I have "My Tribe" all varnished and boxed up ready to be sent off to their first showing next year. I'm referring to 100 portraits that I completed this June. Refer back to previous posts for more info. Now I am working outdoors in the landscape again which invigorates me. I am wanting to paint on a larger scale, so I'll show you my working method. I began with absorbing the Okanagan, painting several views on location.
Here I'm responding to the lovely shadow patterns cast by a stand of backlit pines. Past grass fires have burned off the lower growth, and the remaining branches demand to be painted crisply. The afternoon sky has lost some of its summer heat but none of its intensity. Great to be sitting out on a side hill watching the light play across the tall grasses.
Again, the backlighting across the grass is dominating this piece. There is a large rock perched above me contrasting with the soft plants. Admittedly this painting went off the rails a bit, but the experience of observing the changing light from the descending sun was invaluable. I will take that feeling with me and insert it into a larger work.
I climbed up and over the hill, past the large boulder, and set up in a shallow draw to observe the patterns of sage and considered how they cluster together in masses. Again, a solitary veteran pine tree contrasts nicely.
I turned around and started hauling my gear back towards my van when I was distracted by this tree. It is oriented with the sun behind me. I love the shapes of trees. They are all individuals with distinct personalities. To be clear, let me say that these four paintings were born over a period of two days. I arrive at the same spot each day, and if the weather is consistent I can pick right up where I left off. This is something I've learned from studying Claude Monet's methods. He would work on as many as ten paintings at a time, moving from one to the next after short intervals of working on each canvas. Monet was a wealthy man and had a young boy to carry and move his paraphernalia. I'm not and I don't, so I compromise.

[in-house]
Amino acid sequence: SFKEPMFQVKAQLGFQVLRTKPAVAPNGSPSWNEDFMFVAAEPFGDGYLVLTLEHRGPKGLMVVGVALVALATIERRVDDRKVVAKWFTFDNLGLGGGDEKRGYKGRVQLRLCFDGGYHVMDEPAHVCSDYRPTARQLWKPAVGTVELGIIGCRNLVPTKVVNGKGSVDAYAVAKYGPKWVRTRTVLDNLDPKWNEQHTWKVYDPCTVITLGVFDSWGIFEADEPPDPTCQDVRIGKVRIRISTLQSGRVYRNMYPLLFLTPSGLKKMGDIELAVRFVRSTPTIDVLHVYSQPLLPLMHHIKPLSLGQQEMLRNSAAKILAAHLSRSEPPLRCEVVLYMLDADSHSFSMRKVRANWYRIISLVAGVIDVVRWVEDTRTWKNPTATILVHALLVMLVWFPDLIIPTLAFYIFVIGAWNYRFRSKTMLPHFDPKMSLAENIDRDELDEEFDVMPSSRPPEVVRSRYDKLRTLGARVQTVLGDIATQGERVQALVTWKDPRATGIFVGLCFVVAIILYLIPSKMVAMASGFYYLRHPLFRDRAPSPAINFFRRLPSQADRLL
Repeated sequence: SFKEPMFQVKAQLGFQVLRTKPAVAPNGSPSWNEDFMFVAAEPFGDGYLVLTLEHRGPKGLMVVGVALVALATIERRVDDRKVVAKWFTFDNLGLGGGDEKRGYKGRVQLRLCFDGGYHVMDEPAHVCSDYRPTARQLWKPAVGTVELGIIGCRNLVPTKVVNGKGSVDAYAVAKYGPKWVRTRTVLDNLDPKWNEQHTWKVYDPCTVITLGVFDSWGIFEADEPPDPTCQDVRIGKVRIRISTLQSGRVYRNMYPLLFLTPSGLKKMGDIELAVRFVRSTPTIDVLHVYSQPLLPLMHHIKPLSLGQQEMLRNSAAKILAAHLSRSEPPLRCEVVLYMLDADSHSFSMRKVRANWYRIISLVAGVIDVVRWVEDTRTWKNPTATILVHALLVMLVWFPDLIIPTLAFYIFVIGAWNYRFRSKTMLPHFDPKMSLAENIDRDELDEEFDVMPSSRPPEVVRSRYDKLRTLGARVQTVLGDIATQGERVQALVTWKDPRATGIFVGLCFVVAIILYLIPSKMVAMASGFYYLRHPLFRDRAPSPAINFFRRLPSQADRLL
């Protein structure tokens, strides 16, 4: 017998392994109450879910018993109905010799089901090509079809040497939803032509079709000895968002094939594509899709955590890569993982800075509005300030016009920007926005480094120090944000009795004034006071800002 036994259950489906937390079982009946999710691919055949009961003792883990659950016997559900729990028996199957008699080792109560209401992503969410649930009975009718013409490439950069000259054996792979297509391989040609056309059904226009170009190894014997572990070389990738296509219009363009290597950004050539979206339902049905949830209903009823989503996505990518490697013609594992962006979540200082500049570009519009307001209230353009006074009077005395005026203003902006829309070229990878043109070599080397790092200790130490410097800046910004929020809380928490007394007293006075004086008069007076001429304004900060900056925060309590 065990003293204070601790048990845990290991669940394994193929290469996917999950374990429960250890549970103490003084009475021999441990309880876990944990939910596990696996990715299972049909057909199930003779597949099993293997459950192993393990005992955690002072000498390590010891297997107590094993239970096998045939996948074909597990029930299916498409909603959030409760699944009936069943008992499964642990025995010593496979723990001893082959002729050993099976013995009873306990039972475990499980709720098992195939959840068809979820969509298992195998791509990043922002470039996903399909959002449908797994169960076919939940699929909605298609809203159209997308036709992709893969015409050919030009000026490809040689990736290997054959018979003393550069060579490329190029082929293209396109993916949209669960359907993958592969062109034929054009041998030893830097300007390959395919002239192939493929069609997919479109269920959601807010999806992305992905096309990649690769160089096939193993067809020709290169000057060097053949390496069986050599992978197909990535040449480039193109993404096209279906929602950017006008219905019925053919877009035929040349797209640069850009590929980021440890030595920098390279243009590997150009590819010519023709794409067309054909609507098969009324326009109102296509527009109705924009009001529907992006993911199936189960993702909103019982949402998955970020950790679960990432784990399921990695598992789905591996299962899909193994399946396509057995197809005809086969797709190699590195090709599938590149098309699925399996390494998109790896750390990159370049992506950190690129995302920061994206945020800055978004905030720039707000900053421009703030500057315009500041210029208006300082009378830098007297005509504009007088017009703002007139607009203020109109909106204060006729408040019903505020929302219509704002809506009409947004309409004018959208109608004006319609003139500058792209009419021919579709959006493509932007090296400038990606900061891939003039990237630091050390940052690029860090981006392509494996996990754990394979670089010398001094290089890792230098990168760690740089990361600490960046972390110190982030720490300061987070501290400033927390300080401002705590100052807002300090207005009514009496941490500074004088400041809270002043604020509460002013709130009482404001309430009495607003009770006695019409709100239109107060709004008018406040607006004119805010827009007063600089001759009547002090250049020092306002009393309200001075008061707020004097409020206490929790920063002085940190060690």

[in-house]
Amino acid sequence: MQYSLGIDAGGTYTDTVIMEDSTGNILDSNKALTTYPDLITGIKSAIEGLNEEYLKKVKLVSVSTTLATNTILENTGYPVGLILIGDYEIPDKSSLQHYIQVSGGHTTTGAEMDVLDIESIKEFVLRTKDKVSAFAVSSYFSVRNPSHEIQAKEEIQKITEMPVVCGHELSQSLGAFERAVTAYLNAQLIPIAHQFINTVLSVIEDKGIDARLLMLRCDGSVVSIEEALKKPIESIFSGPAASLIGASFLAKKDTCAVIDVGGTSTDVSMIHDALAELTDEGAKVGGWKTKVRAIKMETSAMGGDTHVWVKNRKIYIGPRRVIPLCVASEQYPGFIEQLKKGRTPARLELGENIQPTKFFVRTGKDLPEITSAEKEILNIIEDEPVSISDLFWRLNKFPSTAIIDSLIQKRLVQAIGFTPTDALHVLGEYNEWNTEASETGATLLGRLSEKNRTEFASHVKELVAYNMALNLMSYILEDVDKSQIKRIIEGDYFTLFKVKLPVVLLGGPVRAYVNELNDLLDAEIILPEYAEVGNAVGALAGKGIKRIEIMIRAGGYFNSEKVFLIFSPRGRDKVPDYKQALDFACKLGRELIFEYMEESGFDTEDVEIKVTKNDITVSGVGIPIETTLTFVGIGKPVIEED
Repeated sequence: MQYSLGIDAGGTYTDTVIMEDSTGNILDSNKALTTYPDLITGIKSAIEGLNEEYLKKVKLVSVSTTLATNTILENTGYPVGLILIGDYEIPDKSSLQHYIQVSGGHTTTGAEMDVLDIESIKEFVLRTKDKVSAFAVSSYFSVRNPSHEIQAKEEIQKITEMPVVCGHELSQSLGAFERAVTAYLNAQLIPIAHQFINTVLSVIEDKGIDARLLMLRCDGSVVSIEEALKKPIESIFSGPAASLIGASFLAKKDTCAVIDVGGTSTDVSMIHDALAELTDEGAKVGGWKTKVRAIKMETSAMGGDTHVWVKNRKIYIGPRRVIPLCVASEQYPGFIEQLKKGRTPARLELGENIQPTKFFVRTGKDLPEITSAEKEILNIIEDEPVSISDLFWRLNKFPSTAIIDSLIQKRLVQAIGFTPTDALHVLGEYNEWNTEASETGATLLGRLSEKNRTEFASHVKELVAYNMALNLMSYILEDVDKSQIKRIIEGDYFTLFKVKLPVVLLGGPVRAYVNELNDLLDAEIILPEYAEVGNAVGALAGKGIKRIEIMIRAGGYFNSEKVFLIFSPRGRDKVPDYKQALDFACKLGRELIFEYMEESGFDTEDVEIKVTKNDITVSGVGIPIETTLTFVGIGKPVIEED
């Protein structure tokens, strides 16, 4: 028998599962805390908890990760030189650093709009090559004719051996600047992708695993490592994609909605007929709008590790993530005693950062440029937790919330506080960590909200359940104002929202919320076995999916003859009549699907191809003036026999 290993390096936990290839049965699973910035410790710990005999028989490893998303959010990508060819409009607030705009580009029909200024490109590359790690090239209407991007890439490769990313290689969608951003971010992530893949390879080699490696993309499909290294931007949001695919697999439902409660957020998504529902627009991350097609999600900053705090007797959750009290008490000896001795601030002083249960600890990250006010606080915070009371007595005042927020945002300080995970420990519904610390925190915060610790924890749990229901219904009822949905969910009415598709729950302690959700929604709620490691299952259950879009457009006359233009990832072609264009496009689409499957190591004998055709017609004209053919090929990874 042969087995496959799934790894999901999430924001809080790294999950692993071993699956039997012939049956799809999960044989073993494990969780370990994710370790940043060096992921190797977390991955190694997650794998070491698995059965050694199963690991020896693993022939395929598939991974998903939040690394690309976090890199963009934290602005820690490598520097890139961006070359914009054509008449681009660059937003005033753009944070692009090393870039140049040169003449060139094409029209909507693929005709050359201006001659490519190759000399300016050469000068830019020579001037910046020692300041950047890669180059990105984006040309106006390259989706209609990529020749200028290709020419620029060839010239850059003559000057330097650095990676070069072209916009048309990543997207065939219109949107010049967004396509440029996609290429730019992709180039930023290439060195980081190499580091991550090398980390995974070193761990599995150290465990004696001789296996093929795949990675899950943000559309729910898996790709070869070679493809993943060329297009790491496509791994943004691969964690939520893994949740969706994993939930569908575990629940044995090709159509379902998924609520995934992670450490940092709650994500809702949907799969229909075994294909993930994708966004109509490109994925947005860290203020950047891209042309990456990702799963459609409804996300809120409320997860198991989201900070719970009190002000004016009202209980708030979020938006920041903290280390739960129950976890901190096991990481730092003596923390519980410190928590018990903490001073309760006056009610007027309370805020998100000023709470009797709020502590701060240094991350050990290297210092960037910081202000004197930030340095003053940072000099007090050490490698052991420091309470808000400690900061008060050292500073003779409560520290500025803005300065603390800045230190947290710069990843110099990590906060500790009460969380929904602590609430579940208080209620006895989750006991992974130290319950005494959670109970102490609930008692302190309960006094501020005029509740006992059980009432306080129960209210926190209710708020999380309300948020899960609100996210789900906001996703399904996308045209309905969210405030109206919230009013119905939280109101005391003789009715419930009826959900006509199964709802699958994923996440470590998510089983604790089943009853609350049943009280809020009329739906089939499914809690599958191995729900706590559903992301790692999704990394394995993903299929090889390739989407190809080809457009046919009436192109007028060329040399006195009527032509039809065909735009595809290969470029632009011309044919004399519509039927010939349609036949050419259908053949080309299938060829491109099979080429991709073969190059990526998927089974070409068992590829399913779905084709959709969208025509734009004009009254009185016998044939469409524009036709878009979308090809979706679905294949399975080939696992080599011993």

I decided to paint a large Okanagan scene in my studio. I want to bring the feelings and images that I've gained from doing these paintings and weave them together into a single composition with much consideration given to design. I was sketching in a different location that offered a view with great potential. My sketchbook has vaporized, so I only have one to show you from a different book.
I composed the different elements of my outdoor work around an armature or skeleton based on my large sketches. The following roughed-in painting gives you an idea of where I'm going with this.
This is 36X48" and so it is a completely different animal than my smaller plein air work. I want to draw the viewer into and around the picture, so the plan is circular with the "heavy" tree balanced by some softer sage on the other side. The contours of the land will direct your eyes into the piece, and hopefully they will settle comfortably ino exploring this typical Okanagan setting. We will see.
I will continue with this thread next time. Hopefully I will have completed the painting by then.
I will be teaching a 2-day workshop at the Summerland Art Gallery on Nov. 17th and 18th. My focus will be on helping people to paint from life and to get away from basing their paintings on photos. I believe there are still one or two spots free, so if anyone is interested, the link is http://summerlandarts.com/programs/workshops